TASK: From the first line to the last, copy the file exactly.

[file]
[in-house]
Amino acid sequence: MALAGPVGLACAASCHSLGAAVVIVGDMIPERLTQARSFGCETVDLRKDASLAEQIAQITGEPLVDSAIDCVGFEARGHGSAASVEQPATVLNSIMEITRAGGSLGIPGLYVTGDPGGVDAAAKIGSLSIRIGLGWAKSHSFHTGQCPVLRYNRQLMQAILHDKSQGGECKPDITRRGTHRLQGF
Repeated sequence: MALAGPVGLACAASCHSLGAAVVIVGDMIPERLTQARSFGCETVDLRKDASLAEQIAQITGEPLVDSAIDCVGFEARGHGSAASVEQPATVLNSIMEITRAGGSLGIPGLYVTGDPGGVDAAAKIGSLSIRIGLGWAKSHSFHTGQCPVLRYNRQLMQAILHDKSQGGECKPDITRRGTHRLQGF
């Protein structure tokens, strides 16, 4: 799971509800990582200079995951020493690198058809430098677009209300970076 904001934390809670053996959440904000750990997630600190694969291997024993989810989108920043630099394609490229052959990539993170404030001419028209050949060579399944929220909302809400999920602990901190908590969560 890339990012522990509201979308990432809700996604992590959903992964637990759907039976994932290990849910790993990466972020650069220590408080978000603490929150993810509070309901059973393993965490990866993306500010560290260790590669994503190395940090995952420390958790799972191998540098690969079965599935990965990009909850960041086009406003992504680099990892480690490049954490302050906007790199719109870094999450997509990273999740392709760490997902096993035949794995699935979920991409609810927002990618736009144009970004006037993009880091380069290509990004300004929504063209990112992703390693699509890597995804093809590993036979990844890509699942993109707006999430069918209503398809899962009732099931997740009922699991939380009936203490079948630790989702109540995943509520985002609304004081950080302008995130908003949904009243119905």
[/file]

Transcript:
[in-house]
Amino acid sequence: MALAGPVGLACAASCHSLGAAVVIVGDMIPERLTQARSFGCETVDLRKDASLAEQIAQITGEPLVDSAIDCVGFEARGHGSAASVEQPATVLNSIMEITRAGGSLGIPGLYVTGDPGGVDAAAKIGSLSIRIGLGWAKSHSFHTGQCPVLRYNRQLMQAILHDKSQGGECKPDITRRGTHRLQGF
Repeated sequence: MALAGPVGLACAASCHSLGAAVVIVGDMIPERLTQARSFGCETVDLRKDASLAEQIAQITGEPLVDSAIDCVGFEARGHGSAASVEQPATVLNSIMEITRAGGSLGIPGLYVTGDPGGVDAAAKIGSLSIRIGLGWAKSHSFHTGQCPVLRYNRQLMQAILHDKSQGGECKPDITRRGTHRLQGF
């Protein structure tokens, strides 16, 4: 799971509800990582200079995951020493690198058809430098677009209300970076 904001934390809670053996959440904000750990997630600190694969291997024993989810989108920043630099394609490229052959990539993170404030001419028209050949060579399944929220909302809400999920602990901190908590969560 890339990012522990509201979308990432809700996604992590959903992964637990759907039976994932290990849910790993990466972020650069220590408080978000603490929150993810509070309901059973393993965490990866993306500010560290260790590669994503190395940090995952420390958790799972191998540098690969079965599935990965990009909850960041086009406003992504680099990892480690490049954490302050906007790199719109870094999450997509990273999740392709760490997902096993035949794995699935979920991409609810927002990618736009144009970004006037993009880091380069290509990004300004929504063209990112992703390693699509890597995804093809590993036979990844890509699942993109707006999430069918209503398809899962009732099931997740009922699991939380009936203490079948630790989702109540995943509520985002609304004081950080302008995130908003949904009243119905």